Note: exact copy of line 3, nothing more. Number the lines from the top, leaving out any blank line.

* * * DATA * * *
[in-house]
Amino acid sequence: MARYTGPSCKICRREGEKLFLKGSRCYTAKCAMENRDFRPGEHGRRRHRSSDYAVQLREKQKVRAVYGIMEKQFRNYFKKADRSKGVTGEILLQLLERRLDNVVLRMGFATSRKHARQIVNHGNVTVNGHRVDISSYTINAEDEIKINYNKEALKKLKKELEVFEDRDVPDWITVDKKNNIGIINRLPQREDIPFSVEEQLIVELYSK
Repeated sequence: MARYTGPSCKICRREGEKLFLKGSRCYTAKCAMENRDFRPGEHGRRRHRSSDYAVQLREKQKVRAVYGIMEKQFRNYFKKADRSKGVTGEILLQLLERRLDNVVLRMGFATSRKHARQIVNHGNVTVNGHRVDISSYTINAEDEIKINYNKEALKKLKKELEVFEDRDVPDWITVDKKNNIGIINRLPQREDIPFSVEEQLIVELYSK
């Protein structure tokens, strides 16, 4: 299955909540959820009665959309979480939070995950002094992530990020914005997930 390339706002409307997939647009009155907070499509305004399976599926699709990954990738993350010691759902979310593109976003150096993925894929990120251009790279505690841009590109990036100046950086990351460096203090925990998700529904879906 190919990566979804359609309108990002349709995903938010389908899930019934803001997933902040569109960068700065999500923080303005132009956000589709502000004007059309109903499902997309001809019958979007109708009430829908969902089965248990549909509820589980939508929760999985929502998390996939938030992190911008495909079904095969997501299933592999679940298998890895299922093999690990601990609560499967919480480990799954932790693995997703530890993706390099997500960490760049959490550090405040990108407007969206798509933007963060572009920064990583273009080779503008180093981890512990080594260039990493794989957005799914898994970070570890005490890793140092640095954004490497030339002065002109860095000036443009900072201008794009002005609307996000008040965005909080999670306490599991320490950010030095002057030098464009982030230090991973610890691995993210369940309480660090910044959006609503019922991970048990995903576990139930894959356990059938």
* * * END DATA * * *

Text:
Repeated sequence: MARYTGPSCKICRREGEKLFLKGSRCYTAKCAMENRDFRPGEHGRRRHRSSDYAVQLREKQKVRAVYGIMEKQFRNYFKKADRSKGVTGEILLQLLERRLDNVVLRMGFATSRKHARQIVNHGNVTVNGHRVDISSYTINAEDEIKINYNKEALKKLKKELEVFEDRDVPDWITVDKKNNIGIINRLPQREDIPFSVEEQLIVELYSK